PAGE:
Friday, September 12, 2008


Today, Sept 12, the Washington Post gives new evidence of perjury used to convict and then execute Ethel Rosenberg some 55 years ago. I was 11 when she was put to death. She was my Mom's age. She and her husband Julius had two sons one of whom later became a college classmate of mine. Her electrocution was ugly, an ugly event at a time when immorally ambitious men put themselves at the head of a mob of frightened citizens not caring what damage they would do to the Constitution and the ideals on which the United States was founded. Our home was only a few miles from Sing Sing Prison. At the time they pulled the switch to kill Ethel Rosenberg we said we could see the lights dim. That is not a literal fact, but -- more powerfully I think -- a metaphorical one.

Here is the citation for the WaPo article:
Witness Changed Her Story During Rosenberg Spy Case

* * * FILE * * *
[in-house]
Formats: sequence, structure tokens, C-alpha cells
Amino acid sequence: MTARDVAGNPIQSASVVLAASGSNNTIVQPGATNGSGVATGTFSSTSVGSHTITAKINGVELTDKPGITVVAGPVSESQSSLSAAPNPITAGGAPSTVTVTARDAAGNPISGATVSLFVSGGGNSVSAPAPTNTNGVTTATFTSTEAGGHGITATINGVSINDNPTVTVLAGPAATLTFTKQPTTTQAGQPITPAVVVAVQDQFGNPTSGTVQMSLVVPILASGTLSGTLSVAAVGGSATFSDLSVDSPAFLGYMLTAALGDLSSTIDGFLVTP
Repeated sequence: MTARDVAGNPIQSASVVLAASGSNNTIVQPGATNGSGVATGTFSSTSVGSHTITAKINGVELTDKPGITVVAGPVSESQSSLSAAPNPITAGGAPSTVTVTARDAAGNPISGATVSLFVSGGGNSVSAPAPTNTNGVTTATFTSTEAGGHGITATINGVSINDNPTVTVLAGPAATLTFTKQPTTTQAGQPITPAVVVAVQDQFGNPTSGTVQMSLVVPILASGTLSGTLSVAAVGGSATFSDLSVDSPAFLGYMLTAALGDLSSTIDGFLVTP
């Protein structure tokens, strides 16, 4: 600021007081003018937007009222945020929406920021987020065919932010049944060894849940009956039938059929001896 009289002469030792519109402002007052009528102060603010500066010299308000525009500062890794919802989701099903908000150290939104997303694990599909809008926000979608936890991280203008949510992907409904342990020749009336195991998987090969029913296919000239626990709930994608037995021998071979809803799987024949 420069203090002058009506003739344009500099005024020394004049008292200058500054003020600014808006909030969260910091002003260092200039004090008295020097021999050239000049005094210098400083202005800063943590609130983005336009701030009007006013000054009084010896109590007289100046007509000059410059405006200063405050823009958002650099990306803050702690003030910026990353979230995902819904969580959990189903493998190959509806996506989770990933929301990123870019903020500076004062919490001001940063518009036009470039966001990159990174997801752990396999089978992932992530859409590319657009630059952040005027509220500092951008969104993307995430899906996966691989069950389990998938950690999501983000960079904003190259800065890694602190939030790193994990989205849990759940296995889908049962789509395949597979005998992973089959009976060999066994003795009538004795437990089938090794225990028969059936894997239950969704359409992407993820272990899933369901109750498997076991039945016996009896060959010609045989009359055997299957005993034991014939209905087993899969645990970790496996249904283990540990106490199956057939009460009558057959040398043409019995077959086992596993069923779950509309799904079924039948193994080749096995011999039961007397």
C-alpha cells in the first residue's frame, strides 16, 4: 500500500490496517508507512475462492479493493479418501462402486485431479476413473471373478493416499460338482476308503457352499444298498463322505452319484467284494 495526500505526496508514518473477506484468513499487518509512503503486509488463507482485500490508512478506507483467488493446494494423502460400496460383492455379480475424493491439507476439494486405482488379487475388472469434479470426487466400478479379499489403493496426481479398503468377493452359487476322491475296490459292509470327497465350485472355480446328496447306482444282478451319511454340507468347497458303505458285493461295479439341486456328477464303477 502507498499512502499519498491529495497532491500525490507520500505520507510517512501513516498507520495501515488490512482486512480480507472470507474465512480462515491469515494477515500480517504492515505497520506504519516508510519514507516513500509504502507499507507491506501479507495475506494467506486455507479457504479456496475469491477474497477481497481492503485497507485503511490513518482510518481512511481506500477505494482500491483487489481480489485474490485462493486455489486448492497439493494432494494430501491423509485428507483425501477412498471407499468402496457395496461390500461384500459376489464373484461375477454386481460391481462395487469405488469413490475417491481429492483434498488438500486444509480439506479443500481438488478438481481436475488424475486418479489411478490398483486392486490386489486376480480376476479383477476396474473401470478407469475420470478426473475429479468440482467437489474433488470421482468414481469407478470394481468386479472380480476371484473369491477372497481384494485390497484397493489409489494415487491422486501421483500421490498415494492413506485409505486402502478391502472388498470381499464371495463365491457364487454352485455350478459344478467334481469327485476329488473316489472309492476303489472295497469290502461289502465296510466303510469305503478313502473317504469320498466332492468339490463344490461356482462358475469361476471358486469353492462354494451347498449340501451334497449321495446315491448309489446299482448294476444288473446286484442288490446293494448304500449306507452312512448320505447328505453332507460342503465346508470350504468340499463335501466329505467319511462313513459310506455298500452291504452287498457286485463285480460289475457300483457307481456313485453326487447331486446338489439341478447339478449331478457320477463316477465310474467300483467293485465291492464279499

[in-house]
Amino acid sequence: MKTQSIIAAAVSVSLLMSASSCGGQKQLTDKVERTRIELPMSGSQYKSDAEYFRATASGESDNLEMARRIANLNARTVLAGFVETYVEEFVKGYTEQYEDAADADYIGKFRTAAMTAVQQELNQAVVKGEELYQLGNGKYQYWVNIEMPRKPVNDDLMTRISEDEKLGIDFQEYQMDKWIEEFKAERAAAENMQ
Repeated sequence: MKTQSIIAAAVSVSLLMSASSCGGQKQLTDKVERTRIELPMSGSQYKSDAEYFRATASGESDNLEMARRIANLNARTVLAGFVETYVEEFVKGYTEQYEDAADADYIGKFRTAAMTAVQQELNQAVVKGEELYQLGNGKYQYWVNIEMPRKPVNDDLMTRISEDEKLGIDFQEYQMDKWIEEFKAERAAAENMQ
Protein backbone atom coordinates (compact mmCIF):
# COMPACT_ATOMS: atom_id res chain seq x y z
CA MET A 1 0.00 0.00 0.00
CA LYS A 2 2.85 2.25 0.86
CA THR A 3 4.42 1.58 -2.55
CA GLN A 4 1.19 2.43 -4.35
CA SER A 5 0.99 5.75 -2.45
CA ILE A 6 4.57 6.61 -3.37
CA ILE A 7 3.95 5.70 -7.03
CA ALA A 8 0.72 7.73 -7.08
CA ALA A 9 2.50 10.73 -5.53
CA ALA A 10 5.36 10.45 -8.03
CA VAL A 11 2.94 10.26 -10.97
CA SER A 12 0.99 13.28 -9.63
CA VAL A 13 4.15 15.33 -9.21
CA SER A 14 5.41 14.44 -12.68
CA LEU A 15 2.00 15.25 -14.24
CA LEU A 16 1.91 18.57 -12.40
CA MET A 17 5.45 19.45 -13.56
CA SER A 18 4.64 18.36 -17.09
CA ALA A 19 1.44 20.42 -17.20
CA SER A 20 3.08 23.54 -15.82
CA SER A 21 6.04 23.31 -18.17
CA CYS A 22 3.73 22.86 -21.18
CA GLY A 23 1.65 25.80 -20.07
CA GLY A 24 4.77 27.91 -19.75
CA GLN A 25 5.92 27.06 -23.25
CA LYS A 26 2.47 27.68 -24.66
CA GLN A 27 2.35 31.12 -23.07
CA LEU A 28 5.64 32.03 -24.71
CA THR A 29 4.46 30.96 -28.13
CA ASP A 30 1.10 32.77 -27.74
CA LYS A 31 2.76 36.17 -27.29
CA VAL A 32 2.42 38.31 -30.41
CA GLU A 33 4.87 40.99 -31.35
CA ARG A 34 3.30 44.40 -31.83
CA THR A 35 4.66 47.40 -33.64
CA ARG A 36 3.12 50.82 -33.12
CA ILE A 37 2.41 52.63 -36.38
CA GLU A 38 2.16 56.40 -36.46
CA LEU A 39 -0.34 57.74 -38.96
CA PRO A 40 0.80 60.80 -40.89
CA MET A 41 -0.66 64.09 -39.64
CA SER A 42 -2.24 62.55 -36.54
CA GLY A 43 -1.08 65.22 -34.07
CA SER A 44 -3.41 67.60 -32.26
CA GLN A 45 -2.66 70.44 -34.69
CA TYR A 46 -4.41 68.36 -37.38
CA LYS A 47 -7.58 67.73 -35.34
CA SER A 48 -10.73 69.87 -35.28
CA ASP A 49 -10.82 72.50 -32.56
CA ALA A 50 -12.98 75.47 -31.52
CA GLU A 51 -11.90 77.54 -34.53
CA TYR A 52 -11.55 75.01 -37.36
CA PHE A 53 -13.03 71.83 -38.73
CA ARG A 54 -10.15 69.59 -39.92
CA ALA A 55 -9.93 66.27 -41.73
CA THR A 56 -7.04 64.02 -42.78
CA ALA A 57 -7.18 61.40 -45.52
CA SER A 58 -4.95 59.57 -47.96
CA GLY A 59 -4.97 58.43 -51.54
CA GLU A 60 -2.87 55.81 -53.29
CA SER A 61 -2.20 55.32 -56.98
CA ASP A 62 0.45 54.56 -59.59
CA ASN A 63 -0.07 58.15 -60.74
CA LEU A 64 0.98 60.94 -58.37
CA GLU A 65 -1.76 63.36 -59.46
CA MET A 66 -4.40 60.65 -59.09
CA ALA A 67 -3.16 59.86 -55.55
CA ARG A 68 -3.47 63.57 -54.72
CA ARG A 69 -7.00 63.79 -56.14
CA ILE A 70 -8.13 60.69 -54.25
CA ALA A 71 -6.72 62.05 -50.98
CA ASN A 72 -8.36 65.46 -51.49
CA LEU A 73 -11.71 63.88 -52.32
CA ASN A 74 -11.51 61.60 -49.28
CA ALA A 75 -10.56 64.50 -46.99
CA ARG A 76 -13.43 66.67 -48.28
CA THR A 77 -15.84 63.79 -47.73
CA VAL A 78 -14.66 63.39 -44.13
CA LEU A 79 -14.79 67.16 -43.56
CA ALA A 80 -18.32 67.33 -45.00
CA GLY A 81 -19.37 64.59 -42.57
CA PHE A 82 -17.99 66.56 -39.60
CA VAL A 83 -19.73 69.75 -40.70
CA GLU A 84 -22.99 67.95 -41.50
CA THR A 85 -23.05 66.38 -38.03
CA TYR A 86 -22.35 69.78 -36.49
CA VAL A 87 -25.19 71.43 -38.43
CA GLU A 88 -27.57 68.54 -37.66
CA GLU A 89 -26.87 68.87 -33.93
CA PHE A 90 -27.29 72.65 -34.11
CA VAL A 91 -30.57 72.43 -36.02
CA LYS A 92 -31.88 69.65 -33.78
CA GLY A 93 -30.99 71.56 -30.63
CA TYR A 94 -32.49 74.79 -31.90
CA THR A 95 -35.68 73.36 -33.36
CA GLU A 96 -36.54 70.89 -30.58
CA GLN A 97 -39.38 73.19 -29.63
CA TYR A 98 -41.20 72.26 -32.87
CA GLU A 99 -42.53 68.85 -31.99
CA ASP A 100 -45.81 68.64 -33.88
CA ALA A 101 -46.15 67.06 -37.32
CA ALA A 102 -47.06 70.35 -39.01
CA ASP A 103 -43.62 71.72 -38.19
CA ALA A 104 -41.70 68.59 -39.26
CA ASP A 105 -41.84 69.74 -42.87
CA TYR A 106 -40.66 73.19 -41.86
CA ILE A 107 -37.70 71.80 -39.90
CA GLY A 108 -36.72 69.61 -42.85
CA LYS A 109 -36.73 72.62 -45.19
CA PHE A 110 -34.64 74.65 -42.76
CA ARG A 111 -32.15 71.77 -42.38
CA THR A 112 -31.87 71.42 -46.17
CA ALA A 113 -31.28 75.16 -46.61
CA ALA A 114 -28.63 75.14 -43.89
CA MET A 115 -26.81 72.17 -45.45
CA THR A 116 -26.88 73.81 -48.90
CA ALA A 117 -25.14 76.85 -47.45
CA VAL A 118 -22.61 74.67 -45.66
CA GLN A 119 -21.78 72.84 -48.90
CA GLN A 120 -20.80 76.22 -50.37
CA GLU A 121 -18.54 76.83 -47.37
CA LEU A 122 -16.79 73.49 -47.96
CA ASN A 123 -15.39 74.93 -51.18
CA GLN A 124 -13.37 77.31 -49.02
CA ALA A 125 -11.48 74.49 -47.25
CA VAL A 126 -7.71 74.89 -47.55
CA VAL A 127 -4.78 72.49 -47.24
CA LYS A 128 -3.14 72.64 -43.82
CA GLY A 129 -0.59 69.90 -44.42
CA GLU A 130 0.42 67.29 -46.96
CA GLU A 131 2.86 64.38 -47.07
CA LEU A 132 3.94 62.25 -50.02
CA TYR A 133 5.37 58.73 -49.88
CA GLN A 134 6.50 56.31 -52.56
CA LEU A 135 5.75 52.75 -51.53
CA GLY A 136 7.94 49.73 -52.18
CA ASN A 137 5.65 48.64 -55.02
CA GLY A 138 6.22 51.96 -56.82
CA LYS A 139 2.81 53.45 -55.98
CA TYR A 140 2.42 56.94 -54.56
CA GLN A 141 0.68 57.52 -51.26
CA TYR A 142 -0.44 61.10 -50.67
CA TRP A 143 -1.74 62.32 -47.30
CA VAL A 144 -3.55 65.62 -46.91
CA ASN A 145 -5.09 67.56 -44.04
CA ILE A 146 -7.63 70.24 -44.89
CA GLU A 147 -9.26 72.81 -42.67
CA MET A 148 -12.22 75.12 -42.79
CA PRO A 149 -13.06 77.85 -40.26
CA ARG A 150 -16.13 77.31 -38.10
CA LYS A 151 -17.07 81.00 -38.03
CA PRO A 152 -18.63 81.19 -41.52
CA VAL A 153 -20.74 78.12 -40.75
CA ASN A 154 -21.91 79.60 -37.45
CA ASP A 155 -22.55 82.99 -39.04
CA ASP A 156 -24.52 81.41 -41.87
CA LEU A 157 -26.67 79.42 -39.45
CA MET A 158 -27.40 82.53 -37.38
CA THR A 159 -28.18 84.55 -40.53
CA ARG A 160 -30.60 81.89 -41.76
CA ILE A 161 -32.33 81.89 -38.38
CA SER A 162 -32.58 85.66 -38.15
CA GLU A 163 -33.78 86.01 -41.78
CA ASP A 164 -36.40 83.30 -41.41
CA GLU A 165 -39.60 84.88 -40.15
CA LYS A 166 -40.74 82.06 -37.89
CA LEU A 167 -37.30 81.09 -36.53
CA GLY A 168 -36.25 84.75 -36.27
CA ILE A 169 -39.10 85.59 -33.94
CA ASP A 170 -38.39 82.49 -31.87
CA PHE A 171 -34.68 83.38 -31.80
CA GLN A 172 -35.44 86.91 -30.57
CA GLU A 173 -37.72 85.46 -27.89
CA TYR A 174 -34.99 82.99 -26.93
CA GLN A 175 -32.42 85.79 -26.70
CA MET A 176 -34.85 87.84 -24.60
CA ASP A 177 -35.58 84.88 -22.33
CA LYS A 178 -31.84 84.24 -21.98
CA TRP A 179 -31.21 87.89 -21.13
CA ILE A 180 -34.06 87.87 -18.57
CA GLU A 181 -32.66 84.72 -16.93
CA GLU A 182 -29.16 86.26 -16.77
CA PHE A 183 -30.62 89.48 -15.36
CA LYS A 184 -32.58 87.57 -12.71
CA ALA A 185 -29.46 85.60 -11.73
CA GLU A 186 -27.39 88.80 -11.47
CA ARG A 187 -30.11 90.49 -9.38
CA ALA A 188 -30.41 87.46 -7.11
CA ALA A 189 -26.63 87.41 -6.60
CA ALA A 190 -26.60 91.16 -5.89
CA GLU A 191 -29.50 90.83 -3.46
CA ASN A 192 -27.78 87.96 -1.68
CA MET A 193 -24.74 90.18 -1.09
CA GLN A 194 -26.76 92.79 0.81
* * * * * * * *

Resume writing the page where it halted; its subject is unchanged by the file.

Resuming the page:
By Holly Watt
Washington Post Staff Writer
Friday, September 12, 2008; Page A04

Link to the Wikipedia article on the Rosenbergs: Julius and Ethel Rosenberg

Ethel Rosenberg's mug shot.

Image source: Wikimedia

Web page on a film about the family.
HEIR TO AN EXECUTION: The Rosenbergs’ Granddaughter Makes a Film about Their Legacy

The son my age, Michael, is on the left.

Emanuel “Manny” Block, the Rosenbergs’ attorney, with Michael & Robbie at Sing Sing. After the Rosenbergs were executed, the boys were adopted by Abel & Anne Meeropol. (Associated Press – 1953)

Picasso, untitled lithograph of Julius and Ethel Rosenberg, 1952; souce:

The following photos come from

This is Ruth Greenglass, Ethel Rosenberg's sister in law.

Ethel Rosenberg in 1950

Funeral cortege in Brooklin


Andrew said...

On the Picasso untitled lithograph, the drawing on the left looks like they're related to the subject in this Picasso etching. Do you agree?

Thanks for the post!

Jeff said...

You're welcome. Sure, Picasso makes Ethel Rosenberg look faun-like but still decidedly feminine. Though there's no doubt it's a Picasso, the drawing style reminds me of Matisse.